The government's announcement of a unit price cap on energy for the next two years (which will result in the average household's bills being around £2,500 per year) will provide some welcome certainty in terms of budget planning.
This cap is still a substantial increase above where prices were before the invasion of Ukraine, and a large share of households will still require additional support above what has already been pledged to ensure that their energy bills remain affordable.
Relief but uncertainty for business
The decision to extend this cap to businesses will be a relief for many, however limiting this to just six months leaves significant uncertainty over planning for the coming year and may cause some challenges for businesses seeking to renegotiate annual contracts at this traditional time of year.
We now have to wait for a review that will decide which sectors will fall under a definition of "vulnerable industries" that may receive additional support after the six month period.
Government must aim to conclude this review as quickly as is practicable, and include business organisations closely in that process. This is a point we will stress through our many channels into Government, including the High Street's Task Force Sector Leader's Group on Monday 12th September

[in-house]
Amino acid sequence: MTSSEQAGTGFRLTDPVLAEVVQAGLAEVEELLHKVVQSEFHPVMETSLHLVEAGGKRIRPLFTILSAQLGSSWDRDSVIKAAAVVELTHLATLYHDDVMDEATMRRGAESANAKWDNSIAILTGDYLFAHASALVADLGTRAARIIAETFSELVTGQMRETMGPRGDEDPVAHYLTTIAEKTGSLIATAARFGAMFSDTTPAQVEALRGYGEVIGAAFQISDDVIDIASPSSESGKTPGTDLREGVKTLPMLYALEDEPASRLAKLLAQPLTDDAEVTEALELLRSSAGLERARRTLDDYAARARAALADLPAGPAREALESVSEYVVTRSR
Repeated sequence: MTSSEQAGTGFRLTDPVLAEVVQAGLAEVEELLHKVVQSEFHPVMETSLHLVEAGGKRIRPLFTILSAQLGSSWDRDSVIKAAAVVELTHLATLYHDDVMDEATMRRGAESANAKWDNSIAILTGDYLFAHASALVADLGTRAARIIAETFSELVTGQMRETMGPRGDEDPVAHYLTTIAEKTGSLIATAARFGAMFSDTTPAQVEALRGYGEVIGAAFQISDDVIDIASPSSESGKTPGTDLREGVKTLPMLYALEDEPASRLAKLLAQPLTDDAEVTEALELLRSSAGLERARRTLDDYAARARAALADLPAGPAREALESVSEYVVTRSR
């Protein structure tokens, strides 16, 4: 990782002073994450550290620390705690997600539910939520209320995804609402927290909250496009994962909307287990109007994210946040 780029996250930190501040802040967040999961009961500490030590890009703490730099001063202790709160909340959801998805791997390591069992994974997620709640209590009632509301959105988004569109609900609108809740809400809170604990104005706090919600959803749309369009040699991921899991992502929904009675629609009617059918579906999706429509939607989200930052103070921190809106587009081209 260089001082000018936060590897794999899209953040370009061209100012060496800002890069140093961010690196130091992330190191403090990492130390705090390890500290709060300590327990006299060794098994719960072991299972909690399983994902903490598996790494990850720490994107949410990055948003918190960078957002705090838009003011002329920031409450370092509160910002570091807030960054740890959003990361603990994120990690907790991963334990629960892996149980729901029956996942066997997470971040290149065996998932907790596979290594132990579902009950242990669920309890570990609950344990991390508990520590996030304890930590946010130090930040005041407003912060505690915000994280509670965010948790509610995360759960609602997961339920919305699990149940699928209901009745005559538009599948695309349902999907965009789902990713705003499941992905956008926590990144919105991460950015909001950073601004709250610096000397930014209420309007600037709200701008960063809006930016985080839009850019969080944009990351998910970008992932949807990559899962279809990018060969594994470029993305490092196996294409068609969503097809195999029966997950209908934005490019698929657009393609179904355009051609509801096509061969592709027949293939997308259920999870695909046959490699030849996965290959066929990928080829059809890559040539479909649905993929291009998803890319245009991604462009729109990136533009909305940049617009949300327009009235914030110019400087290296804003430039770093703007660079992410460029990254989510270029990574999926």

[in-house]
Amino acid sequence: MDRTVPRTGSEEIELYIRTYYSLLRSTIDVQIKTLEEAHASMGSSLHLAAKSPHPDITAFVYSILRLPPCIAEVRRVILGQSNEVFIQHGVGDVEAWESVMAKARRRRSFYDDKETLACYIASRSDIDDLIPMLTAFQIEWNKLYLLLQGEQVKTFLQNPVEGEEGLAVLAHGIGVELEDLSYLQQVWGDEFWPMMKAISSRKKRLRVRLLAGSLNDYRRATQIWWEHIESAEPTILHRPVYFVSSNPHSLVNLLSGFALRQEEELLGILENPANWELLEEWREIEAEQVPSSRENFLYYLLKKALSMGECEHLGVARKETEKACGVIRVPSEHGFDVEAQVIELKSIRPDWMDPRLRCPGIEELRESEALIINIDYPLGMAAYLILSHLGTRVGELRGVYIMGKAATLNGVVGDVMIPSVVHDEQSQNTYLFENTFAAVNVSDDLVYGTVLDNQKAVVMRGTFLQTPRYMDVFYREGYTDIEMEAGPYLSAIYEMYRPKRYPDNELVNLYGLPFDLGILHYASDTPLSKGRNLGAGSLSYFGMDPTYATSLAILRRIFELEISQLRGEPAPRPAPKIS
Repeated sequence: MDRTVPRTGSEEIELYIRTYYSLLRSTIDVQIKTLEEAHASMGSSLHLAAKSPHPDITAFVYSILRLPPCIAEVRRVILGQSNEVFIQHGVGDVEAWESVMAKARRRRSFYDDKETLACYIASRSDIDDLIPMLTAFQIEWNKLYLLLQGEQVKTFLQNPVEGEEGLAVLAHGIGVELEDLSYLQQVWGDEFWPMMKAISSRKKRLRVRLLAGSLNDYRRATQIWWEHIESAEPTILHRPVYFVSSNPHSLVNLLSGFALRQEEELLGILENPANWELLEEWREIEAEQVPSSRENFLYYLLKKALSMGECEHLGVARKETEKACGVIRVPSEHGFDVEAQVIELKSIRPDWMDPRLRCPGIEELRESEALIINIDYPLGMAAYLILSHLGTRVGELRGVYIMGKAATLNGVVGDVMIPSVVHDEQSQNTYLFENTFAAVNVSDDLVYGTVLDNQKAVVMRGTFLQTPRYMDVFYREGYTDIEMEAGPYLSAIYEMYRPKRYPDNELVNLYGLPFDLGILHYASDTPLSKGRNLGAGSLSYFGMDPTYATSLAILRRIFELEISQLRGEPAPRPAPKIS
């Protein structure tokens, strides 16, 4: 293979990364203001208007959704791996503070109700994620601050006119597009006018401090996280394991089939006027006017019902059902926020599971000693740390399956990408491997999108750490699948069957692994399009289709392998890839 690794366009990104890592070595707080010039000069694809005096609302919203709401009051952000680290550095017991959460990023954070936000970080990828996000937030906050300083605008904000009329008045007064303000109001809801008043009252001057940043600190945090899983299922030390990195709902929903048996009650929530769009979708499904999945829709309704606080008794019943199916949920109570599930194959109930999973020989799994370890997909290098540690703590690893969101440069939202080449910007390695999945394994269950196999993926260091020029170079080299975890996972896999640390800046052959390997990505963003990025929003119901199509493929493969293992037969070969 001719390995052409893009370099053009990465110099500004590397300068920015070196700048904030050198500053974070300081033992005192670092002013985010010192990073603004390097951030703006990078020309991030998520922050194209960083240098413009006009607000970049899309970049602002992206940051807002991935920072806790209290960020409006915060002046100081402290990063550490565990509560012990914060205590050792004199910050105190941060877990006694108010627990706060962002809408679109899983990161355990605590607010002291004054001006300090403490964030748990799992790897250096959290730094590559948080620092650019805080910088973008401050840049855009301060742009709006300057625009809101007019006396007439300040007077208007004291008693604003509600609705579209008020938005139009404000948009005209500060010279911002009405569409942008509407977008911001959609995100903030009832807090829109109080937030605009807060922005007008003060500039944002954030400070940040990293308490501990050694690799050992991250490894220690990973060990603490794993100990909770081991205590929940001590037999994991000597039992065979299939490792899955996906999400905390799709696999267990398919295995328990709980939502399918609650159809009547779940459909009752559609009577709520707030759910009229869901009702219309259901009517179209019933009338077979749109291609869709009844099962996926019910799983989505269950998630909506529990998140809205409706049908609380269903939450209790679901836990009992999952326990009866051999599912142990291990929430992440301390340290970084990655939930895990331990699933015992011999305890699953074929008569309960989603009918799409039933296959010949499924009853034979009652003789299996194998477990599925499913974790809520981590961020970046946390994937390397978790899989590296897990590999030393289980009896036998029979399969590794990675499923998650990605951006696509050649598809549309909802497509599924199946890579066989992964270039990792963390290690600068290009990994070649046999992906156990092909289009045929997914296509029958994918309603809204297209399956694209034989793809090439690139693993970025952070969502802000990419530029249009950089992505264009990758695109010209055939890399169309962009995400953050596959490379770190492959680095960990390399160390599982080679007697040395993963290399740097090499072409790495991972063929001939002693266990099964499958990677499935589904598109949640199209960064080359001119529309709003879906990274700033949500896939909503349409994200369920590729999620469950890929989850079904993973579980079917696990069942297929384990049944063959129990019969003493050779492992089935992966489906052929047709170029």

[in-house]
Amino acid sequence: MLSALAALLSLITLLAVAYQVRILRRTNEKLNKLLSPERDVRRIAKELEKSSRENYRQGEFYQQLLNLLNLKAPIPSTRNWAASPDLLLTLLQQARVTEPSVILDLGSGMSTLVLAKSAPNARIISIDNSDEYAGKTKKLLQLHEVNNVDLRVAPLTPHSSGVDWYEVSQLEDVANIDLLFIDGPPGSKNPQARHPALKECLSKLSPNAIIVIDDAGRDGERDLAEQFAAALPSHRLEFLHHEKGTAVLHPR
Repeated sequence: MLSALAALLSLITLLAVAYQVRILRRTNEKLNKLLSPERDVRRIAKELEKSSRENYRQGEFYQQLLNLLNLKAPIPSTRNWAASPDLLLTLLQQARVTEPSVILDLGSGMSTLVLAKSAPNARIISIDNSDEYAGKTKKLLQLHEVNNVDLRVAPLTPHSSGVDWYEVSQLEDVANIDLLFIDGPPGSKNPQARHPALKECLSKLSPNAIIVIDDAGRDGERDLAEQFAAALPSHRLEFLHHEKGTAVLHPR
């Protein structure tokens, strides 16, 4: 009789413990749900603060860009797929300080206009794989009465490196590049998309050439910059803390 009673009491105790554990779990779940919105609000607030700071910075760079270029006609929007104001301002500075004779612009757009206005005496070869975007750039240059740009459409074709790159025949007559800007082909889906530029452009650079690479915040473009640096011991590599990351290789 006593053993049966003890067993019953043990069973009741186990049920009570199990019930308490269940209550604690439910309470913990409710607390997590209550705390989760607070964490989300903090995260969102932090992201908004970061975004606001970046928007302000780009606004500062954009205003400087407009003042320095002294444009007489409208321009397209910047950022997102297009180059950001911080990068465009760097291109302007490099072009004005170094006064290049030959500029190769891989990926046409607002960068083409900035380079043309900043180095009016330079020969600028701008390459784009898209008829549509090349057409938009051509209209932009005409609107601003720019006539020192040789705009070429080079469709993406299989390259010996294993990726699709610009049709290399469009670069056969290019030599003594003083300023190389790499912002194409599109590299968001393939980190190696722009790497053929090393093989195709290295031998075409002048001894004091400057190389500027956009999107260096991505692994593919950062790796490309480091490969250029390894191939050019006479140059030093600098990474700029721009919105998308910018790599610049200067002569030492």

Cost of intervention
Government has not estimated the cost of this intervention but it is likely to exceed £100bn with little to no clue as to how that will be financed.
With significant tax cuts pledged to be announced at an emergency budget expected later this month, this is likely to place additional challenges on the public debt and also on interest rates.
Whilst Sterling has responded positively to the news (and its strengthening will take some pressure off imported inflation), this is also because this additional boost to household incomes may well feed through into higher domestic inflation and cause the Bank of England to increase base rates faster than was previously expected.
Future consumer spending impacts
It is welcome that the new government has moved quickly to reassure consumers and businesses on energy prices, but there is much missing from this statement that will need to be concluded swiftly over the coming weeks.
Even with this price cap in place, consumer spending will remain under pressure and businesses will need further reassurance if they are to plan through into 2023 with confidence.
As Professor Cathy Parker outlines in a previous release, these pressures are also a grave threat to places and place management organisations, such as BIDs, place partnerships and local authorities, - so IPM believes more radical reforms are still needed - to the energy market and to ensure place management organisations are adequately supported, to ensure their crucial place making and maintenance activities are not abruptly curtailed to the detriment of the economy and society.
Chief Economist, IPM